If my negotiated link speed is 3 GB (instead of 6 GB), does this still mean I'm using SATA III on my early 2011 Macbook Pro 17-inch laptop?

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I ask because I'm currently upgrading my HDD with an SSD for this early 2011 Macbook Pro 17-inch model; does my negotiated link speed affect what kind of SSD's I should consider? For example, are there any SSD's that I would need to steer clear of?

Also, can someone explain the difference between installing the SSD in the main drive vs. the optical drive? What is the difference exactly and how can I take full advantage of it to maximize the performance of my early 2011 Macbook Pro? For example, if I put a Crucial M500 into the main drive bay, would updating the optical drive bay as well make absolutely any difference in my performance?

Here are a few links I considered (and a few others like it), but it did not help answer my specific questions: Is there a way to tell if I can use a SATA III SSD in my early 2011 MBP 15"? and What is an SSD drive's negotiated link speed?

2 Answers 2


I have done a similar thing with a 13 inch macbook pro 2012. I put a Samsung 840 EVO 120GB 2.5 inch Basic SATA Solid State Drive into the hdd bay and moved the hdd to the optical drive bay. Works great and much faster booting etc. From memory, I don't think it's an issue using a SATA III (6Gb/s) in a SATA II (3Gb/s) environment or vice versa, it's just that your speed will be limited by the lowest speed connection and that would basically mean that you are wasting money on a faster drive but getting a slower connection.

However there may be an issue with your connection - see this link

17 inch Mac Pro SATA issues

I don't think putting 2 ssd drives would make much difference as long as you put your OS on your fastest (ssd) drive with your Application folder. You can then put all your other files on you hd. There are various ways to set this up one way is discussed here

SSD and HDD setup in MBP

although there are other ways (google will produce other results).

I so seem to remember having trouble booting up from the optical drive bay though, so if memory serves correctly, I would suggest keeping the OS on the drive that you will be putting in the hdd bay (so presumably the ssd drive)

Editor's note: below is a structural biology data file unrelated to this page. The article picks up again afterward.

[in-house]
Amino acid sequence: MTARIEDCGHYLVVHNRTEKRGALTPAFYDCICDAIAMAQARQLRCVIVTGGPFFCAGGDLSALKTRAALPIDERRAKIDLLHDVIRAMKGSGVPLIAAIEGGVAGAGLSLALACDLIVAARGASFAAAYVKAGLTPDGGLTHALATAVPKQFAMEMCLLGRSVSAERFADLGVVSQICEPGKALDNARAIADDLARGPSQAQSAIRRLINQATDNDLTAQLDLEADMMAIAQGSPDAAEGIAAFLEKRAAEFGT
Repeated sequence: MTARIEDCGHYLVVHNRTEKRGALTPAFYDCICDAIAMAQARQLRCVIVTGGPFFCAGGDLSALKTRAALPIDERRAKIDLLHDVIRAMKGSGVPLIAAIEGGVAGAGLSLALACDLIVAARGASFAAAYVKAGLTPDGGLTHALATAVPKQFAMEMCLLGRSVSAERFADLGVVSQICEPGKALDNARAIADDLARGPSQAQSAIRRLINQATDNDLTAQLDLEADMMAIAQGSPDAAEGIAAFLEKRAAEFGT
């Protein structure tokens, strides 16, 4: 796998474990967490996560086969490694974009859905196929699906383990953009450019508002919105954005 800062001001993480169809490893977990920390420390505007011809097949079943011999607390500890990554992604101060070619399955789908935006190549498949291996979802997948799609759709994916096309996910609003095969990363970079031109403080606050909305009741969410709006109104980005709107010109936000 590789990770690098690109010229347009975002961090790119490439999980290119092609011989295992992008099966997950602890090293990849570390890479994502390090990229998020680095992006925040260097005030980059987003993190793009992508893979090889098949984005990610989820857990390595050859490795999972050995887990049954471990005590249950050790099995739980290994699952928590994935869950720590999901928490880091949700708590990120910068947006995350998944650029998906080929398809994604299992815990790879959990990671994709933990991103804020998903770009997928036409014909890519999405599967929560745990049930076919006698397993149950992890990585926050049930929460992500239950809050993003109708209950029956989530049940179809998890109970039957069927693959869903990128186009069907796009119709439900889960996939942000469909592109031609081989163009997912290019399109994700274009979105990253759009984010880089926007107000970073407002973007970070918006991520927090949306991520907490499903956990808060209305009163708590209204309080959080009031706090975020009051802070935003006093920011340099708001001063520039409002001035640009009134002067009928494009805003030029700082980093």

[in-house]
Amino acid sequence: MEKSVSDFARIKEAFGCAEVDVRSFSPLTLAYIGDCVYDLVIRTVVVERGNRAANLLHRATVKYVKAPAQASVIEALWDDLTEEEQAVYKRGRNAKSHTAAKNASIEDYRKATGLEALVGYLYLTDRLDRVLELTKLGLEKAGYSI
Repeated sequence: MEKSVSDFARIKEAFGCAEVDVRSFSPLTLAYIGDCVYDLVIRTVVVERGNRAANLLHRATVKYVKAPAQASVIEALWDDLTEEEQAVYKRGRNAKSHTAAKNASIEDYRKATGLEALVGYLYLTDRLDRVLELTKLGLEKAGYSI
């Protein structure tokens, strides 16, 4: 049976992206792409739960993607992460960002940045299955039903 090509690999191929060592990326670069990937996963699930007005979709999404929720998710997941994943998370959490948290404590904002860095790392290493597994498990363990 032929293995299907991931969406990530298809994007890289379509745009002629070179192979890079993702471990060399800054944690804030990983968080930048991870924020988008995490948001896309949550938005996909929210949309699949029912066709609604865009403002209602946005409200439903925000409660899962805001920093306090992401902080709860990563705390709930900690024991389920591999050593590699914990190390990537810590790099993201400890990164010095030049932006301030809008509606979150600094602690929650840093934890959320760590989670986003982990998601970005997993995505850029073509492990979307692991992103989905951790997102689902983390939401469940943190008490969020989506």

• My early 2011 MBP still has a CD-ROM drive built-in... which part is the actual optical bay? I recognize all the parts in there but I can't really find where the optical bay might be.
    – warship
    Commented Feb 18, 2015 at 5:48
  • It's where your CD ROM drive sits. You will need an adapter to fit a 2.5" hdd or sdd in the same space. Something like this amazon.co.uk/2nd-Optical-Bay-Macbook-Unibody/dp/B005K7KYF4/…
    – MinaRotter
    Commented Feb 20, 2015 at 21:05

Think of it as the chain is only as strong as its weakest link.

Yes, there is. You need to look at the specs on the speed of each of your drives. Check in the About this Mac in your toolbar and go to more info, System report, the the sata section under Hardware.

In terms of the optical and main drive bay's, it doesn't matter which you use if both are capable of the same speeds. In most cases dealing with older models, the traditional hard drive bay provides the better speeds than the optical. I've read before that the optical bay will not always match the traditional bay.

I'd put my SSD in the main bay and your secondary drive in the optical. You can configure which drive to boot from within System Preferences if you choose otherwise.

I'd def put my OS and your applications on the fastest drive and use that to boot from. If you are using a regular hard drive to place in either of the bays then I'd also recommend you put all you media and other large less accessed files on that (especially if storage space is a concern or for some reason you are concerned about read/writes on your SSD).

  • By secondary drive in the optical, do you mean put my old HDD into the optical bay? And in the SATA section of the System report, what exactly should I be looking for?
    – warship
    Commented Feb 16, 2015 at 15:58

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